And it seems to amuse Patrick to see portions of himself make a getaway, especially when I open the patio door and let the breeze remove them from my fingertips. He watches these hairy wads ride the air currents, occasionally catching on structures and vegetation. They joyously wave back to him before once again taking flight.

Patrick watches them with interest and apparent pride. Sometimes he turns to me as if to say, “Boss, see that big chunk hanging on the desert willow? That came off my butt. And the small piece on the fence post—that’s belly fur. Man, it can really sail!”

And although the wee lad is healthy, he’s also showing his age. He’s smaller, not only because of his flying fur, but because of a loss of muscle mass—so impressive and well used in his prime. And he wants to be petted with more frequency. He seems to say, “Boss, please pet me. After all, this privilege will not always be available to us.”

He continually reminds me of Mark Twain’s observation that, “Of all God’s creatures, there is only one that cannot be made slave to the lash. That one is the cat. If man could be crossed with the cat, it would improve the man, but it would deteriorate the cat.”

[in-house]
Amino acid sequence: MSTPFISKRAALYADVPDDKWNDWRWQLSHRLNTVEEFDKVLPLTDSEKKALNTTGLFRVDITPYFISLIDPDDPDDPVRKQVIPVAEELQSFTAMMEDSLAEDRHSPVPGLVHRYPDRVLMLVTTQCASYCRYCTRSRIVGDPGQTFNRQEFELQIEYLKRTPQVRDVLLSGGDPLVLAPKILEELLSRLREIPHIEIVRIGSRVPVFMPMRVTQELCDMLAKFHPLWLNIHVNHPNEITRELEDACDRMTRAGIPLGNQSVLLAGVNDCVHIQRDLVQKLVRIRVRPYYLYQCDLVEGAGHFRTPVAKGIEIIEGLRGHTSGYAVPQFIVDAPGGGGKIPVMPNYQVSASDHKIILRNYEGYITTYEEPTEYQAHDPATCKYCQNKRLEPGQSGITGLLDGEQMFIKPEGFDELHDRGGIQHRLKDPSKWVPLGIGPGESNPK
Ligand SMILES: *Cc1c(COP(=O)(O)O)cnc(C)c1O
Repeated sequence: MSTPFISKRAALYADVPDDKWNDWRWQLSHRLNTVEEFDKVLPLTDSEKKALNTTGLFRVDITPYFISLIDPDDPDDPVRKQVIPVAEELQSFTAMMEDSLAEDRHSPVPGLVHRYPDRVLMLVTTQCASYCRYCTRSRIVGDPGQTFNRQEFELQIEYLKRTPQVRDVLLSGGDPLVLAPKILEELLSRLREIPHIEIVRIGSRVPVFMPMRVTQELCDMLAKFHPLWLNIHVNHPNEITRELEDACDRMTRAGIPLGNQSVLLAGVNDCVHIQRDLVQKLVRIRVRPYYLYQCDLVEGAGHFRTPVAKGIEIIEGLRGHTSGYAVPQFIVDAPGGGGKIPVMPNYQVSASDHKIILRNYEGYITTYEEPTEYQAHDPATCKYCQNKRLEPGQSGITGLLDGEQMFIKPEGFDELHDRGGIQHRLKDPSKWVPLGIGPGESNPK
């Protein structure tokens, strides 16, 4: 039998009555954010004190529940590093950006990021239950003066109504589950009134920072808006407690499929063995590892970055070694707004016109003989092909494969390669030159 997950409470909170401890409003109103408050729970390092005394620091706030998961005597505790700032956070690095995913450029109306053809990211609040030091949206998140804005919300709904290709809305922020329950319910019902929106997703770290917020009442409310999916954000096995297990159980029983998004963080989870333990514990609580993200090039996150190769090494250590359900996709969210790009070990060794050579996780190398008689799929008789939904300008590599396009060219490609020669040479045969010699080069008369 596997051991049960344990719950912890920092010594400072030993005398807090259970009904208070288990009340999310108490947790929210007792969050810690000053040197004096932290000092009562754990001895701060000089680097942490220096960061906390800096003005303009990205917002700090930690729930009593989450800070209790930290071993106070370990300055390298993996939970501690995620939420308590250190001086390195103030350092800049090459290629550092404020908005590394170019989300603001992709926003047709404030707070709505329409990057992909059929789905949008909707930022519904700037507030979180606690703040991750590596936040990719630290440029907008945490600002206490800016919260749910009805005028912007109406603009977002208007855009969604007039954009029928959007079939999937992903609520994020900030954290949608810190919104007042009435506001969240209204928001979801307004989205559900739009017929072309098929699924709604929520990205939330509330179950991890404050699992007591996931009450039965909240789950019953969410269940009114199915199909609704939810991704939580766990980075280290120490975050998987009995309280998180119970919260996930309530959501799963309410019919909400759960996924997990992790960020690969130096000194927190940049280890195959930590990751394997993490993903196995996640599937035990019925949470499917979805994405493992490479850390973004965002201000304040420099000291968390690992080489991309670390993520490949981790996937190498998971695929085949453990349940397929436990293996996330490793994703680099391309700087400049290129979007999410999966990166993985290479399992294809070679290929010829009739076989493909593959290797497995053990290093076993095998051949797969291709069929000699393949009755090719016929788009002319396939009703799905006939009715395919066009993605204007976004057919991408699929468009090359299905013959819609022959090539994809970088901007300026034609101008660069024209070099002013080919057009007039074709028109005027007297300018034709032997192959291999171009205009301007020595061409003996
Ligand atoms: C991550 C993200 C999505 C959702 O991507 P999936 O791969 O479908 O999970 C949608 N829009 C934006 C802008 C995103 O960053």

Write soon and stay hydrated.

—Your Friend, Herb


re: thanks for fire insight

I want to express my appreciation to Ty Belknap for the article he wrote on the Las Conchas Fire in the June 2012 edition of the Signpost. It really reflected his insight of the area and his love for the nature of the entire region. I also appreciated his political insight as far as to what probably happened in the fighting of the fire. It looks like we may even have some of that going on right now down south in the fire near the border in the Gila.

So, thanks very much, Ty. I really appreciate that kind of writing.

—Ric Farrell, Placitas


re: Illinoian enjoys Signpost subscription

Just a note to tell you how much I enjoy my subscription to the Signpost. Keeps me up-to-date on what’s going on in New Mexico. Wish that our local weekly publication had as much news at what you put into your monthly paper. Especially like Evan Belknap’s stories. Hope all is well with you and yours.

—Janet Lareau, Barrington, Illinois